“Everything is safely in place now,” Gene said. “We won’t be requiring your services any longer but I want you to know you did a great job. We couldn’t have done it without you.”
The Dove couldn’t help it. He had to ask: “Why do I hear a ‘but’ in there?” He was also wondering why, after all he’d done, he was suddenly, for the first time, being thanked. It wasn’t like them to bother with niceties. They were all it together for the greater good after all. They weren’t supposed to need constant pats on the back or any at all for that matter.
Gene’s smile froze slightly, a touch of regret in his eyes. “I only hope you will understand. We need to clean up our assets yet we can’t afford to lose them either.”
‘Clean up our assets?’ the words reverberating in Dove’s head. Did that mean what he thought it meant? He’d known from the beginning his life could well be forfeit to the cause and that somehow it would be worth it.
Gene was grinning at him now. “Look. You assistance has been greatly appreciated. We just need to put you safely aside now, give you a new life until such time as we should need to reactivate you.”
“Like… what do you mean?” Dove asked. So they didn’t mean to kill their assets? What then?
“We will give you a short-term memory wipe and hypnotic suggestion to prevent your talking about your little piece of the puzzle, and then we’ll set you up in a new life according to what you consider your ideal situation, whatever your heart really wishes for.”
The Dove had been so dedicated and guarded for so long that a lump rose in his throat at the very thought of having any great wish granted, let alone having venue for expression. But he knew what he wanted: a shared life with The Falcon, a home, a family; simple things; a vacation in Rio for Carnival with his one love as tourists, nothing more, nothing less.
He didn’t have to say a word. Could not have, in fact, spoken through the lump in his throat, the dizziness of overwhelming hope for the future. His desire flashed clean on the monitor for Gene’s perusal and probably others as well.
Gene opened a new window and began to type. It didn’t take him long. The printer hummed to life and spat out a single sheet of paper, an itinerary of sorts.
Gene handed it to him.
He’d marry Elizabeth, formerly known as The Falcon. They’d have a honeymoon in Rio De Janeiro in time for Carnival. Then they’d go home to a nice home in some tropical clime near a beautiful jungle waterfall. They’d be given a stipend to live on and otherwise left in peace.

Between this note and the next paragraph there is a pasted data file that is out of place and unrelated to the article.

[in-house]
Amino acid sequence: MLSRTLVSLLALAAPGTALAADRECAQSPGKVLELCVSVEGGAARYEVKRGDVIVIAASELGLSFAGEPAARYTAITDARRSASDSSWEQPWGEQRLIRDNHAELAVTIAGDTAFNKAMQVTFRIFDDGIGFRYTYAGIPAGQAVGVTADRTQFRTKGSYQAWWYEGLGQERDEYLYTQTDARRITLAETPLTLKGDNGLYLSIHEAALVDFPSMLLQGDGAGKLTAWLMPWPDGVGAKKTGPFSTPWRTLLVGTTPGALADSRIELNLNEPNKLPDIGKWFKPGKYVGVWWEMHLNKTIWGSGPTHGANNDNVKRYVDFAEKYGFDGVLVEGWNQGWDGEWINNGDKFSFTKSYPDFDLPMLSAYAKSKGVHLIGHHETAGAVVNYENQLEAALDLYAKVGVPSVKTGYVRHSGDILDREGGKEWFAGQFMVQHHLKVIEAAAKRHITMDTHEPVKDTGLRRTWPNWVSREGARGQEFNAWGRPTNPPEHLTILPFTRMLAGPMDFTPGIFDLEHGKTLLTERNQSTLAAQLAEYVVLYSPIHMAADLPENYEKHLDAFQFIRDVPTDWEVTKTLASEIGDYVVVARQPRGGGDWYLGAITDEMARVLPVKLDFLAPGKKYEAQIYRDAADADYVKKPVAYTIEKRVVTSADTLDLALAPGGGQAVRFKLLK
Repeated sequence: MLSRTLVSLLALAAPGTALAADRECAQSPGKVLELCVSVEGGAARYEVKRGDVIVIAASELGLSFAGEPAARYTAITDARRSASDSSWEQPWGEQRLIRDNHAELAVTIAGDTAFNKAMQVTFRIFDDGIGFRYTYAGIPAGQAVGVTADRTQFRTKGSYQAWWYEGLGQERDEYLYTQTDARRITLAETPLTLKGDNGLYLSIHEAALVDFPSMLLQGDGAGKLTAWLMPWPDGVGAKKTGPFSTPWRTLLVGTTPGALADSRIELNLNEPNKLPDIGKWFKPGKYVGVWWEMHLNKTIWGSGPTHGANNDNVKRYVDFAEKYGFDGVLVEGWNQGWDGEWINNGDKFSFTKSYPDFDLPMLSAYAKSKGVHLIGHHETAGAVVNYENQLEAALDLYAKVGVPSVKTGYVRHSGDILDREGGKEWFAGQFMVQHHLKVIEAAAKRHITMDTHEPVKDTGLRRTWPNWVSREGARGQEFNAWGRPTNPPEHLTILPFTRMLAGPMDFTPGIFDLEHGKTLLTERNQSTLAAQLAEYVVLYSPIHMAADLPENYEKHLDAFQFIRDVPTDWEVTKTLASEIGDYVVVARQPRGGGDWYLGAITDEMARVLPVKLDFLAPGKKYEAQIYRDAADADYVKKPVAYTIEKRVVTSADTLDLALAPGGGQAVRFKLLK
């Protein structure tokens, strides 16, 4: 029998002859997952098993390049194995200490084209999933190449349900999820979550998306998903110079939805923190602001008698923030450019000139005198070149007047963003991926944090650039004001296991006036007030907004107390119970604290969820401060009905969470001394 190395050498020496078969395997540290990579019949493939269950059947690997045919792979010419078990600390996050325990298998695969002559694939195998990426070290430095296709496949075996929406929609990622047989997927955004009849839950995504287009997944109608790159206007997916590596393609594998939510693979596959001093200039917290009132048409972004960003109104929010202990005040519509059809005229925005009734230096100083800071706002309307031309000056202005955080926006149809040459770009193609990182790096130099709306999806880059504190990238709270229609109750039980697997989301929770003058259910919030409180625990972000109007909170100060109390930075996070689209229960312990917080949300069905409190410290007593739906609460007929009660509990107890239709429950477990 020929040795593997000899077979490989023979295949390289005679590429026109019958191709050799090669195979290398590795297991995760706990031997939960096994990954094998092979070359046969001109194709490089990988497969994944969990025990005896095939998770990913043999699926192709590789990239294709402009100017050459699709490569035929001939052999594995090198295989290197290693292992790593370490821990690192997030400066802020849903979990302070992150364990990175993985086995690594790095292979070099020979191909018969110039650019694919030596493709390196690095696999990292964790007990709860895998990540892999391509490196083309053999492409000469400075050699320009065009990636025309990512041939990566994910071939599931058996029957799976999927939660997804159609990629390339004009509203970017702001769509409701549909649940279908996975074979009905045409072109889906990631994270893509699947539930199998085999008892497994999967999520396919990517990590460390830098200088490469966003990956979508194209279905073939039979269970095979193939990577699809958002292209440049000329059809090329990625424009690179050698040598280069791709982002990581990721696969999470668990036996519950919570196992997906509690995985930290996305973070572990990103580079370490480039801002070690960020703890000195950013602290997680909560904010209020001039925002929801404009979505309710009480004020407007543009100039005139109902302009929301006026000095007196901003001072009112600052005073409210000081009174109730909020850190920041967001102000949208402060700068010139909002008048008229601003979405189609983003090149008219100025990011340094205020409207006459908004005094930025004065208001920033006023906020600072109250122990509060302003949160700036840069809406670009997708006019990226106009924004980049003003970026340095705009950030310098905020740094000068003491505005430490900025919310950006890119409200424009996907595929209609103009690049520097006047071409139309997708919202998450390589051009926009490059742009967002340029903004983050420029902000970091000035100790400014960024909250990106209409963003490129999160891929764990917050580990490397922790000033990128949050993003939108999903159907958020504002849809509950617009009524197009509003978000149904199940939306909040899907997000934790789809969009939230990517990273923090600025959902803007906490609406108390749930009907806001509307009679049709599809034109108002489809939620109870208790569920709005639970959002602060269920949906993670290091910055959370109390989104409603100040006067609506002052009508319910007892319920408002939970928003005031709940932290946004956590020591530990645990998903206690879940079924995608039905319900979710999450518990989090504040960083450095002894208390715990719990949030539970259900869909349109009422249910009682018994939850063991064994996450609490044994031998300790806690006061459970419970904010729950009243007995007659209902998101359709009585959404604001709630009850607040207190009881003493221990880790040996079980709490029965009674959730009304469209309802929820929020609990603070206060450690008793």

A year or so later, while walking hand-in-hand with Elizabeth down a pretty jungle path to the falls, though he’d never lost it before, he lost his magic 8 ball through a hole in his pocket.
He never even noticed. He’d carried it out of habit by then, but it had lost all meaning to him. It’s loss was nothing to him. He was happy now and sublimely content.
Three years later, still content, his foggy past a distant dream he couldn’t even find the words to ask about, he was walking with his beautiful little girl, Isabel, down the path to the waterfall. Elizabeth was busy cooking dinner and hadn’t come along this time.
Isabel tugged her hand free and ran a little way ahead, having spotted something shiny gleaming in a shaft of sunlight that had pierced the thick dark canopy.
She came back with shiny black object cupped in the little hands. “Daddy, look what I found!” she said, lifting her treasure up for him to see.
It was a black pool ball, a number 8, but something else… why, he wondered, was it so familiar to him? Musing, he took it from her, inspecting it more closely.
Oh. I remember this.
There was a little round window into the ball on the opposite side as the white 8. The tiny text just said, “Concentrate and try again.”
Isabel was getting impatient maybe a little unnerved by the strange expression on his face. “What is it, Daddy?”
He showed her the window. “You turn it like this…” He turned the number 8 back upward, “…then you give it a shake, ask it a question, and then turn it upside down to see what it answers.”
“Oh. Let me try!” she squealed, snatching it back from him. She shook it and asked, “Will I get a puppy for Christmas this year?”
“Signs point to yes,” the ball confirmed.
“You do it now,” Isabel demanded, handing it back to him.
He shook the ball and asked, “Will I die of natural causes after a long and happy life?” then turned it window side up.
Isabel was giving him a worried look out of place on her wide-eyed 5-year-old face. He couldn’t believe he’d just said that. Didn’t even know why. But a moment later, his answer swam into view:
He wanted to throw it away then, but couldn’t. Isabel had already claimed it.
“What does it say, Daddy?”
“Nothing. It doesn’t matter,” he told her, handing it back to her, 8 side up. “It’s just a toy. It’s answers don’t really mean anything. We don’t have to have answers for everything. Some things we’re better off not knowing. Nothing is carved in stone.”
She looked disappointed. “Oh. Okay. But it’s pretty, right?”
He smiled at. “Right. But not as pretty as you are.”
She brightened at that. “Oh, Daddy…!” she giggled, skipping ahead of him again.